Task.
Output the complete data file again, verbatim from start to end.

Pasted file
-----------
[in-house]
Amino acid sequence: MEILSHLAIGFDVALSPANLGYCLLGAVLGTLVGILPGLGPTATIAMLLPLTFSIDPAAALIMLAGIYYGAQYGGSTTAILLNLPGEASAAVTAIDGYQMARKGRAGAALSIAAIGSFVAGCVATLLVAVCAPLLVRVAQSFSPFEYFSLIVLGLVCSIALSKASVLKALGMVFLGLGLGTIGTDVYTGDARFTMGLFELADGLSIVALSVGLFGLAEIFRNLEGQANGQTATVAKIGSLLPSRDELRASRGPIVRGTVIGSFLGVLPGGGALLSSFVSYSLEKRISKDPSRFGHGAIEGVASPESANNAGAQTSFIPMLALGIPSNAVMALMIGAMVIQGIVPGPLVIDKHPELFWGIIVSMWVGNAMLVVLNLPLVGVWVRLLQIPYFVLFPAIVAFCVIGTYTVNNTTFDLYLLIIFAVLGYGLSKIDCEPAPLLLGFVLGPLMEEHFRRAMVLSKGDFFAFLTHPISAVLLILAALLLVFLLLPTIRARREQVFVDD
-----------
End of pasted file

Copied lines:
[in-house]
Amino acid sequence: MEILSHLAIGFDVALSPANLGYCLLGAVLGTLVGILPGLGPTATIAMLLPLTFSIDPAAALIMLAGIYYGAQYGGSTTAILLNLPGEASAAVTAIDGYQMARKGRAGAALSIAAIGSFVAGCVATLLVAVCAPLLVRVAQSFSPFEYFSLIVLGLVCSIALSKASVLKALGMVFLGLGLGTIGTDVYTGDARFTMGLFELADGLSIVALSVGLFGLAEIFRNLEGQANGQTATVAKIGSLLPSRDELRASRGPIVRGTVIGSFLGVLPGGGALLSSFVSYSLEKRISKDPSRFGHGAIEGVASPESANNAGAQTSFIPMLALGIPSNAVMALMIGAMVIQGIVPGPLVIDKHPELFWGIIVSMWVGNAMLVVLNLPLVGVWVRLLQIPYFVLFPAIVAFCVIGTYTVNNTTFDLYLLIIFAVLGYGLSKIDCEPAPLLLGFVLGPLMEEHFRRAMVLSKGDFFAFLTHPISAVLLILAALLLVFLLLPTIRARREQVFVDD